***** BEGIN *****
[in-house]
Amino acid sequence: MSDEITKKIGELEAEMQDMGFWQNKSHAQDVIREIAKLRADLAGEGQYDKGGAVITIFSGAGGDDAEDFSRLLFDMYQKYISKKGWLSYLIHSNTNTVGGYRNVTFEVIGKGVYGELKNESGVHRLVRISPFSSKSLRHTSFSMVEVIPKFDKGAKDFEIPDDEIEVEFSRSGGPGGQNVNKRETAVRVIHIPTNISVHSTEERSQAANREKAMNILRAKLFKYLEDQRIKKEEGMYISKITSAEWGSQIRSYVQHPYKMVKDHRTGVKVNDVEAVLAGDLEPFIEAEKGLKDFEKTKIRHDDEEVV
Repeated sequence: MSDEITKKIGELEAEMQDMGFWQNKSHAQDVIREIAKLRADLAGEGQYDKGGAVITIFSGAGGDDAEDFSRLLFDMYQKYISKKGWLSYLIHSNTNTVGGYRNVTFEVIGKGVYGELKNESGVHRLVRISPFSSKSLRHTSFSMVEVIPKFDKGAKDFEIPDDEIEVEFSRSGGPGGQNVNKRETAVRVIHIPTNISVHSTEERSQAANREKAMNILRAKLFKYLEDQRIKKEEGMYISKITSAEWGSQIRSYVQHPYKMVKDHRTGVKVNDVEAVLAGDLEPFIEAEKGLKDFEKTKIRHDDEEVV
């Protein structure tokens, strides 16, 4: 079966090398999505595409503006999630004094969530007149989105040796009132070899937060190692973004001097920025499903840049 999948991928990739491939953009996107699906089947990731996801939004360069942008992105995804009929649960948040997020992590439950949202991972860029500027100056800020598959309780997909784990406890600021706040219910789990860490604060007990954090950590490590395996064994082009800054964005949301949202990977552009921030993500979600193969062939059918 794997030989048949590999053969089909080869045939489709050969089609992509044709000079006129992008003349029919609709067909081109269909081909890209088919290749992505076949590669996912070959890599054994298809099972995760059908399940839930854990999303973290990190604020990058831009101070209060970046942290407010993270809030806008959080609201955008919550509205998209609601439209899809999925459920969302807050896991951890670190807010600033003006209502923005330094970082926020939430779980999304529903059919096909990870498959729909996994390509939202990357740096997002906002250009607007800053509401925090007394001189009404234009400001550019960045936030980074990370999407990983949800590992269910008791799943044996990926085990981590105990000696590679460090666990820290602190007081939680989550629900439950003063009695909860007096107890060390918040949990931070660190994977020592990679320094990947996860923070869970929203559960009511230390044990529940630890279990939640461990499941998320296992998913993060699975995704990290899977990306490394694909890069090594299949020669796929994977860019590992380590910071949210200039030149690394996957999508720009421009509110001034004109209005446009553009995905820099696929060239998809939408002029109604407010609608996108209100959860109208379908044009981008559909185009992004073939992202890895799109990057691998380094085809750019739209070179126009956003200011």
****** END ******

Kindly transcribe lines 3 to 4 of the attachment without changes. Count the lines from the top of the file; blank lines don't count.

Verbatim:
Repeated sequence: MSDEITKKIGELEAEMQDMGFWQNKSHAQDVIREIAKLRADLAGEGQYDKGGAVITIFSGAGGDDAEDFSRLLFDMYQKYISKKGWLSYLIHSNTNTVGGYRNVTFEVIGKGVYGELKNESGVHRLVRISPFSSKSLRHTSFSMVEVIPKFDKGAKDFEIPDDEIEVEFSRSGGPGGQNVNKRETAVRVIHIPTNISVHSTEERSQAANREKAMNILRAKLFKYLEDQRIKKEEGMYISKITSAEWGSQIRSYVQHPYKMVKDHRTGVKVNDVEAVLAGDLEPFIEAEKGLKDFEKTKIRHDDEEVV
């Protein structure tokens, strides 16, 4: 079966090398999505595409503006999630004094969530007149989105040796009132070899937060190692973004001097920025499903840049 999948991928990739491939953009996107699906089947990731996801939004360069942008992105995804009929649960948040997020992590439950949202991972860029500027100056800020598959309780997909784990406890600021706040219910789990860490604060007990954090950590490590395996064994082009800054964005949301949202990977552009921030993500979600193969062939059918 794997030989048949590999053969089909080869045939489709050969089609992509044709000079006129992008003349029919609709067909081109269909081909890209088919290749992505076949590669996912070959890599054994298809099972995760059908399940839930854990999303973290990190604020990058831009101070209060970046942290407010993270809030806008959080609201955008919550509205998209609601439209899809999925459920969302807050896991951890670190807010600033003006209502923005330094970082926020939430779980999304529903059919096909990870498959729909996994390509939202990357740096997002906002250009607007800053509401925090007394001189009404234009400001550019960045936030980074990370999407990983949800590992269910008791799943044996990926085990981590105990000696590679460090666990820290602190007081939680989550629900439950003063009695909860007096107890060390918040949990931070660190994977020592990679320094990947996860923070869970929203559960009511230390044990529940630890279990939640461990499941998320296992998913993060699975995704990290899977990306490394694909890069090594299949020669796929994977860019590992380590910071949210200039030149690394996957999508720009421009509110001034004109209005446009553009995905820099696929060239998809939408002029109604407010609608996108209100959860109208379908044009981008559909185009992004073939992202890895799109990057691998380094085809750019739209070179126009956003200011």